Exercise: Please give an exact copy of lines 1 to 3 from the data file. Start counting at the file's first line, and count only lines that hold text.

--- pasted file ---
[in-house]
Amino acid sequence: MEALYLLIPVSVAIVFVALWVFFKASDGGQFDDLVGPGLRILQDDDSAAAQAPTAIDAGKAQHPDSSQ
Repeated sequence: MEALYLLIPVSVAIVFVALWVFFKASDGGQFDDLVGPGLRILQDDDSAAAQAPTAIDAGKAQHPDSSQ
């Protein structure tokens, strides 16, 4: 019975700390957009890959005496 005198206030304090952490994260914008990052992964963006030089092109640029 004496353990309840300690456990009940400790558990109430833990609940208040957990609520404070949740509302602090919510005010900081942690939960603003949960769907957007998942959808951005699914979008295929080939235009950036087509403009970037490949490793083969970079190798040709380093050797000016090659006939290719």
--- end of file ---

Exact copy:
[in-house]
Amino acid sequence: MEALYLLIPVSVAIVFVALWVFFKASDGGQFDDLVGPGLRILQDDDSAAAQAPTAIDAGKAQHPDSSQ
Repeated sequence: MEALYLLIPVSVAIVFVALWVFFKASDGGQFDDLVGPGLRILQDDDSAAAQAPTAIDAGKAQHPDSSQ